Review by Mike Finkelstein

Although I've always enjoyed the various monsters of stage and screen -- often lumped together as the Universal Monsters even though all these creatures came about at different times and different reasons and, for the most part, Universal doesn't control the copyrights for the characters -- I haven't read nearly as much vampire fiction as I have played vampire video games or watched vampire flicks. I'm the kind of reader that will find a single author they like and then read everything they can from that author; finding a new author can be hard, and I'm picky enough that if the first couple of chapters don't hook me I'll write off an author's entire bibliography.

A while ago (decades at this point, which just makes me feel old) I took a chance on a novel by P.N. Elrod, I, Strahd, all because the cover had a cool vampire on it and it tied into the Dungeons & Dragons setting of Ravenloft. I haven't really kept up with D&D, not since they moved away from 3rd edition, but Ravenloft always seems interesting to me; dark and Gothic with a nasty bite to it (no pun intended) that the other settings lacked. If you ended up in Ravenloft, your time always felt limited. It was great.

Although I read both of the books featuring Dracula stand-in Strahd, I didn't pick up the rest of P.N. Elrod's novels, not at the time. I think I was hooked on Stephen King (an author I grew out of around the same time I stopped being a teenager) and that guy wrote a crapton of books, so I was busy for quite some time. Now, however, on my quest once again to find an author (having just finished going to the main series of Terry Pratchett books over on Asteroid G) it seemed like a good time to try P.N. Elrod again and see if their books really were winners for me or if the I, Strahd novels were a fluke.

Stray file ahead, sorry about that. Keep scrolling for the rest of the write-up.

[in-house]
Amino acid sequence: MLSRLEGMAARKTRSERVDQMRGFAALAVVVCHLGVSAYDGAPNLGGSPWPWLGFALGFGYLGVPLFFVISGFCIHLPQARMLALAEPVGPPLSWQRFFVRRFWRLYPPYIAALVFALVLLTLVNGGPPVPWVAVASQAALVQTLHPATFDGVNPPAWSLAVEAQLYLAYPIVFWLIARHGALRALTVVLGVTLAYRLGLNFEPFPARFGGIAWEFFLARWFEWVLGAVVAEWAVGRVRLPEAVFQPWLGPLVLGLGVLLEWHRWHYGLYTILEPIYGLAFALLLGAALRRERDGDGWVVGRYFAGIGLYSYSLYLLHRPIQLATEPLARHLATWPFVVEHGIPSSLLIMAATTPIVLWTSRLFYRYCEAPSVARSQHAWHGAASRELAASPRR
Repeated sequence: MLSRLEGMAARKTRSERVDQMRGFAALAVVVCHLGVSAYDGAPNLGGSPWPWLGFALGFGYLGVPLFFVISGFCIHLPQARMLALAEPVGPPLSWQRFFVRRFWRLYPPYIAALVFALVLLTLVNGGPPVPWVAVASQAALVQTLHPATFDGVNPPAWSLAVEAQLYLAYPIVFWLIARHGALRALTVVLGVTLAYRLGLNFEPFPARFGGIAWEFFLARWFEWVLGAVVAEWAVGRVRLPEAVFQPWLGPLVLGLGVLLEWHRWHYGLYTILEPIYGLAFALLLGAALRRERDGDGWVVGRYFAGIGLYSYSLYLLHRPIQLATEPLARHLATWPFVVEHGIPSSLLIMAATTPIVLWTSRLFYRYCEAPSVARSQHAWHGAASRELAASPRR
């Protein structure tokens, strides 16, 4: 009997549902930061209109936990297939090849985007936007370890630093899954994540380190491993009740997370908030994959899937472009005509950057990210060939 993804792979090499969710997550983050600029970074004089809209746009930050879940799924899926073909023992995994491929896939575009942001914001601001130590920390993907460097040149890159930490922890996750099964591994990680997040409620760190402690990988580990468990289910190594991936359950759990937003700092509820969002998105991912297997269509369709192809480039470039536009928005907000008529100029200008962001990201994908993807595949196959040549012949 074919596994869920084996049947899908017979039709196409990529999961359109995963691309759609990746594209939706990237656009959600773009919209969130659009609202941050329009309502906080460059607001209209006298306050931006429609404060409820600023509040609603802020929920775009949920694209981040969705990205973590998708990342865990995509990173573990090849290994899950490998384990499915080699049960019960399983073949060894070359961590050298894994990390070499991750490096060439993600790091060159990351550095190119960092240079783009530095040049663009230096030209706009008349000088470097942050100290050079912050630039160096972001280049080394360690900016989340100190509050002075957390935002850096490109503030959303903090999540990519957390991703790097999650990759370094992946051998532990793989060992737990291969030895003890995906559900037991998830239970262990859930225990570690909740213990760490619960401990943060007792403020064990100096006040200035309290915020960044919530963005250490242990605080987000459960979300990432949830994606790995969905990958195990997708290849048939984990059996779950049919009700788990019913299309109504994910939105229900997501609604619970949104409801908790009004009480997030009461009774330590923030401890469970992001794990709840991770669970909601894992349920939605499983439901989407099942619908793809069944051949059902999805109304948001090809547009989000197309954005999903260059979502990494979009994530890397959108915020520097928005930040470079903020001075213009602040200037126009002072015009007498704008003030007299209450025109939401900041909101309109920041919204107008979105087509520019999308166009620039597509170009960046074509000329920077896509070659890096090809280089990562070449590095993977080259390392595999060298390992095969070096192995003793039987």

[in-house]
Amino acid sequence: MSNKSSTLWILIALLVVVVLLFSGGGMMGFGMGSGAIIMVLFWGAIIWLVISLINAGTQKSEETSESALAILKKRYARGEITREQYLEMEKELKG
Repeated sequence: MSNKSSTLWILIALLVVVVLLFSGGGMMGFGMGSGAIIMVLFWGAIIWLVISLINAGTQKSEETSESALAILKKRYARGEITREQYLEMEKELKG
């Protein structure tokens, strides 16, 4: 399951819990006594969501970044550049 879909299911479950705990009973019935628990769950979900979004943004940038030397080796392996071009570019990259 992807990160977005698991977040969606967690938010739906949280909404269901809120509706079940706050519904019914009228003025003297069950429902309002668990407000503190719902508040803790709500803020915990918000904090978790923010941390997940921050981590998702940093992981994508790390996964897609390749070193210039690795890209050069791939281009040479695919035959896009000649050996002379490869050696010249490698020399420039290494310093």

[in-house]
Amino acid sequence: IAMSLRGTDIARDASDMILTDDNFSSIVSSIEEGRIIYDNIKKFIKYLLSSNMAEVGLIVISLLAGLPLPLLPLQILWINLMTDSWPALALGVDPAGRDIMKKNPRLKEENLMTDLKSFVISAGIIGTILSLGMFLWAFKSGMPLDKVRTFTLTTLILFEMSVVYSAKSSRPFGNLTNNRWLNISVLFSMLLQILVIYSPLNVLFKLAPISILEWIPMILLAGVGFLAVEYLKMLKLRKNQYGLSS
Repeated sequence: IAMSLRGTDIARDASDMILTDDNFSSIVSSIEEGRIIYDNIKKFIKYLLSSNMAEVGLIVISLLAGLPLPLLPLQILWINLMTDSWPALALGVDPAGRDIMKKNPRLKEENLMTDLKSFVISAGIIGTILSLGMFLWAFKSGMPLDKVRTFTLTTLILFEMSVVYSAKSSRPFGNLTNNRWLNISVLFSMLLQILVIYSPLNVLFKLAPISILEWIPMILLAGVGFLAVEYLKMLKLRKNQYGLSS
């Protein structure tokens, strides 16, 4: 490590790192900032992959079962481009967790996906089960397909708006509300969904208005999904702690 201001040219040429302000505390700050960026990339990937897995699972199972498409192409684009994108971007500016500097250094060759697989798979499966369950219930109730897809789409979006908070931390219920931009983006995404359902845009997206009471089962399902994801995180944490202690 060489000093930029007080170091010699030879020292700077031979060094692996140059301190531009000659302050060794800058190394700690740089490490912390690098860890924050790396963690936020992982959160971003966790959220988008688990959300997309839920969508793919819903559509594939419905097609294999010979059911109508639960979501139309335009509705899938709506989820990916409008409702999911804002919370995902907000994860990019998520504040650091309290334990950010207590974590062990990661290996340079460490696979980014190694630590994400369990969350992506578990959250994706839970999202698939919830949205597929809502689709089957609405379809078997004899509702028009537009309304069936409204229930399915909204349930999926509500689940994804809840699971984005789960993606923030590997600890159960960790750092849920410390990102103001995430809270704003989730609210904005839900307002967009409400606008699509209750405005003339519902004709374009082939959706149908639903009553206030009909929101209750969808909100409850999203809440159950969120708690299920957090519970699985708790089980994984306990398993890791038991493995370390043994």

Happily I can report that the first of the novels, Bloodlist, in Elrod's main series, "The Vampire Files", is pretty solid. It's a good opening effort although there are a few nagging issues that keep it from being great. It does hit a lot of notes I like though -- vampires, gumshoes, a bit of urban fantasy, all while making reference to Dracula and that vampire's fictional works. At the very least it provides a really solid foundation to build a series from here.

We meet hero Jack Fleming on the night he dies. For most people this would be a bit of a hindrance as death is generally considered to be quite permanent, but, due to his death, Jack is now a vampire. As it works within the mythos of the novel, if a vampire feeds on you and then gives you some of their blood, you might maybe eventually become a vampire on the day you die (whenever that is after the fact). Most people are immune to the vampire infection (thus why there aren't armies of vampires running around), but for this "lucky" few the blood of a vampire can make you a vampire too. You just have to die first to find out if it worked.

Waking up on the shore of Lake Michigan, Jack (who had just come to Chicago a few days earlier, looking for a change of scenery after too long spent waiting for his lost, vampiric love back in New York), our hero has little memory of what happened for the last week or, more importantly, why he died. Thankfully he soon falls in with a private agent, Escott, and the two start to piece together to clues, following the facts to solve Jack Flemming's first case in the private dick business: why killed Jack Flemming.